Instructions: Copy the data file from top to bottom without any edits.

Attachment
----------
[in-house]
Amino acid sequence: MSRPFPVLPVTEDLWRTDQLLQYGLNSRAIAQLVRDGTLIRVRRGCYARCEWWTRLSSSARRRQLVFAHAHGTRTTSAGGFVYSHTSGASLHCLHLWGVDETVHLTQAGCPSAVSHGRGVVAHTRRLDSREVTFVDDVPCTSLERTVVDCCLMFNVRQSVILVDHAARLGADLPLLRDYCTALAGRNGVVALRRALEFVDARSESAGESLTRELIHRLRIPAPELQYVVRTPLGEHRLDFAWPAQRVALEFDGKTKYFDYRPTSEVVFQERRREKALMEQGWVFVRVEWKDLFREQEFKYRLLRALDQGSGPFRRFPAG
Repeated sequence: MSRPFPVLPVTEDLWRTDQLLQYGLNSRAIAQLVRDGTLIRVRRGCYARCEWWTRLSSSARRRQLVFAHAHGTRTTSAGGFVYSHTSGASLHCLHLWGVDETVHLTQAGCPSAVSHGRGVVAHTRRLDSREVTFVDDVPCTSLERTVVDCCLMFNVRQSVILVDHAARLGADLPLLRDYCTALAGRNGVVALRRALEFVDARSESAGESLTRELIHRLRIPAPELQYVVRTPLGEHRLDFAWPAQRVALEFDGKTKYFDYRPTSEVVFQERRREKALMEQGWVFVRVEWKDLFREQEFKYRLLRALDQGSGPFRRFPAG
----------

[in-house]
Amino acid sequence: MSRPFPVLPVTEDLWRTDQLLQYGLNSRAIAQLVRDGTLIRVRRGCYARCEWWTRLSSSARRRQLVFAHAHGTRTTSAGGFVYSHTSGASLHCLHLWGVDETVHLTQAGCPSAVSHGRGVVAHTRRLDSREVTFVDDVPCTSLERTVVDCCLMFNVRQSVILVDHAARLGADLPLLRDYCTALAGRNGVVALRRALEFVDARSESAGESLTRELIHRLRIPAPELQYVVRTPLGEHRLDFAWPAQRVALEFDGKTKYFDYRPTSEVVFQERRREKALMEQGWVFVRVEWKDLFREQEFKYRLLRALDQGSGPFRRFPAG
Repeated sequence: MSRPFPVLPVTEDLWRTDQLLQYGLNSRAIAQLVRDGTLIRVRRGCYARCEWWTRLSSSARRRQLVFAHAHGTRTTSAGGFVYSHTSGASLHCLHLWGVDETVHLTQAGCPSAVSHGRGVVAHTRRLDSREVTFVDDVPCTSLERTVVDCCLMFNVRQSVILVDHAARLGADLPLLRDYCTALAGRNGVVALRRALEFVDARSESAGESLTRELIHRLRIPAPELQYVVRTPLGEHRLDFAWPAQRVALEFDGKTKYFDYRPTSEVVFQERRREKALMEQGWVFVRVEWKDLFREQEFKYRLLRALDQGSGPFRRFPAG